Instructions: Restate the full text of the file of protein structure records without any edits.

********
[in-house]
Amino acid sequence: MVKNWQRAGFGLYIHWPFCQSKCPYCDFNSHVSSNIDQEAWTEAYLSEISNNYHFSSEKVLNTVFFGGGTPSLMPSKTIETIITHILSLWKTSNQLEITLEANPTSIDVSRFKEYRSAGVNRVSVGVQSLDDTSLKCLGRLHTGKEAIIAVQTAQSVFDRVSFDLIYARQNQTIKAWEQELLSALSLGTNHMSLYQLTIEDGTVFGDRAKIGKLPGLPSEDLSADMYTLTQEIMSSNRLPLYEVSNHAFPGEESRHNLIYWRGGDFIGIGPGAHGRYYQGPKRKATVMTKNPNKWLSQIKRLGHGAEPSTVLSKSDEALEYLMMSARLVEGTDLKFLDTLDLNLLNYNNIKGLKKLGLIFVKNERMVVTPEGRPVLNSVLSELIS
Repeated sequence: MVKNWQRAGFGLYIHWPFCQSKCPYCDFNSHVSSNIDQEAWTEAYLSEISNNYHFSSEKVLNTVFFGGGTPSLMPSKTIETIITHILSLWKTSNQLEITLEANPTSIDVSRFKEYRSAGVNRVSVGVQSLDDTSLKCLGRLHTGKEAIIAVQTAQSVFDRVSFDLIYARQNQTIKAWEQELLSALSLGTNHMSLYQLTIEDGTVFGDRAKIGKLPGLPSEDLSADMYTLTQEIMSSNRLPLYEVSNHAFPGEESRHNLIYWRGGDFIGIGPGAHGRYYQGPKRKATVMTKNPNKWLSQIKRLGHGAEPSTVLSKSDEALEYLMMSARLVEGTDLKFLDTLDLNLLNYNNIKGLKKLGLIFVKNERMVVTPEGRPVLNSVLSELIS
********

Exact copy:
[in-house]
Amino acid sequence: MVKNWQRAGFGLYIHWPFCQSKCPYCDFNSHVSSNIDQEAWTEAYLSEISNNYHFSSEKVLNTVFFGGGTPSLMPSKTIETIITHILSLWKTSNQLEITLEANPTSIDVSRFKEYRSAGVNRVSVGVQSLDDTSLKCLGRLHTGKEAIIAVQTAQSVFDRVSFDLIYARQNQTIKAWEQELLSALSLGTNHMSLYQLTIEDGTVFGDRAKIGKLPGLPSEDLSADMYTLTQEIMSSNRLPLYEVSNHAFPGEESRHNLIYWRGGDFIGIGPGAHGRYYQGPKRKATVMTKNPNKWLSQIKRLGHGAEPSTVLSKSDEALEYLMMSARLVEGTDLKFLDTLDLNLLNYNNIKGLKKLGLIFVKNERMVVTPEGRPVLNSVLSELIS
Repeated sequence: MVKNWQRAGFGLYIHWPFCQSKCPYCDFNSHVSSNIDQEAWTEAYLSEISNNYHFSSEKVLNTVFFGGGTPSLMPSKTIETIITHILSLWKTSNQLEITLEANPTSIDVSRFKEYRSAGVNRVSVGVQSLDDTSLKCLGRLHTGKEAIIAVQTAQSVFDRVSFDLIYARQNQTIKAWEQELLSALSLGTNHMSLYQLTIEDGTVFGDRAKIGKLPGLPSEDLSADMYTLTQEIMSSNRLPLYEVSNHAFPGEESRHNLIYWRGGDFIGIGPGAHGRYYQGPKRKATVMTKNPNKWLSQIKRLGHGAEPSTVLSKSDEALEYLMMSARLVEGTDLKFLDTLDLNLLNYNNIKGLKKLGLIFVKNERMVVTPEGRPVLNSVLSELIS